MANHATTAN, Kan. (KSNT) - It's taken 3 years to fully install, but this week vets at Kansas State University are starting to use a new MRI device on animals. An MRI is a non-invasive way of examining soft tissue structures in the body, but the new MRI at K-State's Veterinary Hospital, takes treatment to a new level .
"Primarily we are looking at neurologic injuries; especially damage to the spinal cord from herniated disc or trauma, (animals)hit by a car, brain injuries, and brain tumors. We can produce very detailed images of these structures without using radiation," said Tom Schwartz, the K-State Veterinarian Hospital Director.
The lack of radiation makes the equipment more safe for technicians and the animals. Instead of radiation, the MRI uses a powerful magnet for clinical imaging.
"The nice thing about the strength of the magnet, is the speed of imaging. So we can decrease the amount of time the animal spends in there. And detail too. We will be able to image smaller structures more rapidly, with the greater detail or ability to image smaller structures or abnormalities we can see disease earlier," said David Biller, professor of radiology at the College of Veterinary Medicine.
With the new MRI, veterinarians say they can now treat larger animals, like horses, and other exotic animals too. This is the first MRI of this caliber in this area of the Midwest, and it’s giving animals a higher level of care.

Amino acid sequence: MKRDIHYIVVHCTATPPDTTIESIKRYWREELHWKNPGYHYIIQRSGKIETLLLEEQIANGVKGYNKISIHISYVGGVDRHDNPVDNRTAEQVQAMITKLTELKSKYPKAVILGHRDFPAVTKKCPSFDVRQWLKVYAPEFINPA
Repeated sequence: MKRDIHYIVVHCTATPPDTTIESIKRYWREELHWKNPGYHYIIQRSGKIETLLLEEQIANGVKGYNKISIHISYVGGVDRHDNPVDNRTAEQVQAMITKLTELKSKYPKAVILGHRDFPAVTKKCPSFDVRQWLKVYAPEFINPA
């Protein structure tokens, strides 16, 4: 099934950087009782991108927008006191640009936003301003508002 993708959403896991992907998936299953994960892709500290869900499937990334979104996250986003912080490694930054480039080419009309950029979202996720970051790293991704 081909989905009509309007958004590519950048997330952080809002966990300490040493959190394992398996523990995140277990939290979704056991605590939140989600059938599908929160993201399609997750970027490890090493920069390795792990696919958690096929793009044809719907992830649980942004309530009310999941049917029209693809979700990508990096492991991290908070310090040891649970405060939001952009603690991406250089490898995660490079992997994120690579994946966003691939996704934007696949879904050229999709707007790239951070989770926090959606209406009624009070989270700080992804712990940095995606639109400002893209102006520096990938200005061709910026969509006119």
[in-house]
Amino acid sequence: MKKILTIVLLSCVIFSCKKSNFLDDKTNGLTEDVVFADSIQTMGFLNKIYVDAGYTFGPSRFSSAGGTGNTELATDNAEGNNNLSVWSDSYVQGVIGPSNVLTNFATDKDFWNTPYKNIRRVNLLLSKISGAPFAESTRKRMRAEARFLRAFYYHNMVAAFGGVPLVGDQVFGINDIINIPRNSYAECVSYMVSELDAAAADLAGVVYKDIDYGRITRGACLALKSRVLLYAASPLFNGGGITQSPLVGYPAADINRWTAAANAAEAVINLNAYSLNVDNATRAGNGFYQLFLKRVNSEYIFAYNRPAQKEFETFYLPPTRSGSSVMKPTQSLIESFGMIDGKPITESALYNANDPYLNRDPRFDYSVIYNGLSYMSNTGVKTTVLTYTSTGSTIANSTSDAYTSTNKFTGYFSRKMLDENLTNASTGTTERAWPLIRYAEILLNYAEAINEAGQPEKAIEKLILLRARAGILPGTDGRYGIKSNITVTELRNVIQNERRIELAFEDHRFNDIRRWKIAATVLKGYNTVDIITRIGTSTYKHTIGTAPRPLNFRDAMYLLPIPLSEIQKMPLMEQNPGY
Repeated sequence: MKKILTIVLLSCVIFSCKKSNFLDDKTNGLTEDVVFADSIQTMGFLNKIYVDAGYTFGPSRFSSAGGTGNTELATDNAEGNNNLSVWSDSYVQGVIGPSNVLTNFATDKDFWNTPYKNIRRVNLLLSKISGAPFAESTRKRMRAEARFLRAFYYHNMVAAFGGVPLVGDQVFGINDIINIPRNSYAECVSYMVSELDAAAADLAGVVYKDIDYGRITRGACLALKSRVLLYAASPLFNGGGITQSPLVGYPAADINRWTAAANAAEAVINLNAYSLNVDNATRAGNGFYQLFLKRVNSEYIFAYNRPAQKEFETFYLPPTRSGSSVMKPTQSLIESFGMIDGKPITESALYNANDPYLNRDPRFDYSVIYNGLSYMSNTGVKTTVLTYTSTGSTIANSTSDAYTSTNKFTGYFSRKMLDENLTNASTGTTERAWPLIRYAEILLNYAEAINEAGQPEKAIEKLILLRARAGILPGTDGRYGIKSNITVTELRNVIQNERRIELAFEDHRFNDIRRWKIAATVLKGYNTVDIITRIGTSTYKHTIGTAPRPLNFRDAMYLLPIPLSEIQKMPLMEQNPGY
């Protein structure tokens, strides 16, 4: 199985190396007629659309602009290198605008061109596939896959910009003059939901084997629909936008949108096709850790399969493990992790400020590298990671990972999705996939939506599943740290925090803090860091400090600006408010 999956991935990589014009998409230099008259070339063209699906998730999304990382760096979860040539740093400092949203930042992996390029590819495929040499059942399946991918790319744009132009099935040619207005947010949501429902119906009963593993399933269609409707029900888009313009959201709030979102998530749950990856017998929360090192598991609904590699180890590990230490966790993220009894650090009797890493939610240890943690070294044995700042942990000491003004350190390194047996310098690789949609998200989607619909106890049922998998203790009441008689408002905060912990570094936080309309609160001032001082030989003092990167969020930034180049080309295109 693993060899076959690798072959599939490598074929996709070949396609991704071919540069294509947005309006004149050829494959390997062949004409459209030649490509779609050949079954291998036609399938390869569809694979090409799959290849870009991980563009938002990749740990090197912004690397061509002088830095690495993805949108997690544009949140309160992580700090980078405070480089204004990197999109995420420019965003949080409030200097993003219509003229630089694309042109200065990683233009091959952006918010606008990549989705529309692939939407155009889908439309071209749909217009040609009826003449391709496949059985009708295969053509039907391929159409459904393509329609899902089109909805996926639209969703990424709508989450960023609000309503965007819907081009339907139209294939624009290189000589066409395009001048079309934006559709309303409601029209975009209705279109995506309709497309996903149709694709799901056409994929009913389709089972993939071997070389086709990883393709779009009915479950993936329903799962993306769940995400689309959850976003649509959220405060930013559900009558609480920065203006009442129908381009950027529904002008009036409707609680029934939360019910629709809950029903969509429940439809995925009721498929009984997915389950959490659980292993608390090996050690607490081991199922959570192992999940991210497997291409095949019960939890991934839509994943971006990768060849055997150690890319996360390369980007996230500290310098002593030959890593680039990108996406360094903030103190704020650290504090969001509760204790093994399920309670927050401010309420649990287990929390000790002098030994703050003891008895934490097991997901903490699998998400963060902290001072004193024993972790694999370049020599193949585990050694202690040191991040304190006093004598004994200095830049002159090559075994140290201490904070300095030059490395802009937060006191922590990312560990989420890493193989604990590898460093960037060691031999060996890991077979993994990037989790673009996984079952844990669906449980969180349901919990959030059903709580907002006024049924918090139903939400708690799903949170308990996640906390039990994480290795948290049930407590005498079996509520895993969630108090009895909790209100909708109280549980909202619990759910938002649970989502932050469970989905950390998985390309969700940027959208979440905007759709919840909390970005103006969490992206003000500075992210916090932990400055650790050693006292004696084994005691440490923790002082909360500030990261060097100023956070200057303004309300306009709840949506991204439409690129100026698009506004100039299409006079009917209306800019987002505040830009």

“We have veterinarians around the Midwest who refer to Kansas State and a great number of specialists who are here. But this offers a new modality and diagnostic modality, that will enable us to attract or help patients from around the Midwest,” Schwartz said.
Kansas State University also plans to use the new MRI equipment to better train students.
“Students will have a better idea when they're out and practicing, what kind of patients they can refer here. I think the generation of information here is not only to benefit the future healthcare of our patients, but of human patients. We're going to generate information that can be used in both in veterinary and in human patients,” Biller said.
Veterinarians say they hope to find even more uses for the equipment, the more they use it.
At this point they plan to use the MRI on their animal patients at least 3-7 times per week.
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